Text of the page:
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Chinese Tourists Are Going International—and Their Travel Habits Are Evolving

Chinese tourists are no longer going overseas primarily to shop. As the Chinese middle classes grow in size and wealth, Chinese residents are increasingly becoming international tourists—and the reasons they travel overseas are evolving.

According to a recent survey of 2,000 Chinese travelers by Oliver Wyman, Chinese tourists made 140 million outbound trips in 2018—a 13.5 percent increase over 2017. Chinese tourists are getting bolder, both about where they go and what they experience at their destination—and these changes are affecting where and what these travelers spend their money on. According to The Telegraph, outside of China, the top destinations of these travelers are Thailand, Japan, Vietnam, South Korea and Singapore. And beyond Asia, the U.S. and Italy are their top destinations.

Spending on Experiences Is Increasing

Chinese travelers are spending more money at destinations that are farther from home, according to a survey by Nielsen and Alipay, with average spend in the U.S. being $4,462 and average spend in Hong Kong being $2,487 in 2017. The survey shows that “spending by Chinese tourists reached $261.1 billion in 2016” and that, on average, each Chinese tourist spent $5,565 on overseas travel in 2017.

This spend is going toward exploring new experiences. The Oliver Wyman report notes that authentic, social and shareable experiences are now the top reason for traveling—while shopping, as a reason for traveling, has dropped dramatically, from 91 percent in 2016 to 41 percent in 2018. This could have significant implications for companies connected to Chinese tourism right along the value chain.

Exhibit 1: Chinese Travelers Travel Less for Shopping and More for Sightseeing, Particularly for City Views/Local Culture

Social Media Driving the Shared Experience

Chinese travelers are particularly drawn to experiences they can participate in socially and then share via Instagram or WeChat. The report by Nielsen and Alipay shows that “for Chinese tourists who are generally well-off, tourist attractions and the travel experience are more important factors than the costs that might be incurred.”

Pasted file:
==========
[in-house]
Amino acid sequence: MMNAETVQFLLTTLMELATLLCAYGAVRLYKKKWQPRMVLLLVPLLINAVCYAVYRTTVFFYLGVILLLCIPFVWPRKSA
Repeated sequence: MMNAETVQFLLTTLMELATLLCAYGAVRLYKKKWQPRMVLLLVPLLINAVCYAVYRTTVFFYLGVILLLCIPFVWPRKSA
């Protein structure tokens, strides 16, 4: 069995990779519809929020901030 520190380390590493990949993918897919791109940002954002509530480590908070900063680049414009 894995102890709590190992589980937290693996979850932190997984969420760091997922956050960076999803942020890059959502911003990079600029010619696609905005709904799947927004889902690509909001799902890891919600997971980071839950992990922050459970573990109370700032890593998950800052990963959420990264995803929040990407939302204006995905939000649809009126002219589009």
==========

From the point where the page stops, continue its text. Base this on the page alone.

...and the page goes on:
As shopping is replaced by other spend items, the overall spend by Chinese tourists is declining slightly.

Exhibit 2: Average Trip Spend Decreased Along with Average Shopping Spend

Seeking Authentic Experiences

Chinese travelers are increasingly headed to places like Iceland, Europe and North America. As they seek more authentic experiences, fifty-six percent of the respondents in the Nielsen survey noted that “beauty and uniqueness of a given destination is their primary consideration” when choosing where to travel.

Exhibit 3: Chinese Travelers Seek Out More Authentic Experiences

Chinese travelers are getting more adventurous in what they eat as well and are increasingly willing to try local cuisines. They often use websites dedicated to ratings and reviews to find restaurants that will allow them to experience the authentic flavors of their destination.

“Travel allows me to broaden my horizons, while offering me a chance to experience other people’s lifestyles and learn about different cultures,” says one survey respondent in the study by Nielsen and Alipay.

Along with a greater curiosity for local cuisine, Chinese travelers are staying in more boutique hotels and in the homes of locals. Like restaurants, hotels and homes are at the mercy of online reviews. Travelers weigh location, cleanliness and price more heavily than amenities and rewards programs, often associated with larger hotel chains.

Exhibit 4: Online Reviews Are a Key Lever for Hotels

“Given the digitally savvy characteristics of today’s Chinese traveler, marketing to them requires a specific, localized approach,” according to the Olivery Wyman report. Chinese consumers have taken quickly to e-commerce and mobile payments as well as sharing their experiences on social platforms.

Eighty percent of respondents in the survey reported sharing their experiences on WeChat, and according to Oliver Wyman, nothing beats WeChat to generate positive word of mouth for your company. By creating a presence on social channels, including platforms dedicated to reviews, companies can manage their reputation, resolve any problems and cultivate positive interactions between their company and the community online—ultimately drawing Chinese travelers to their offerings.

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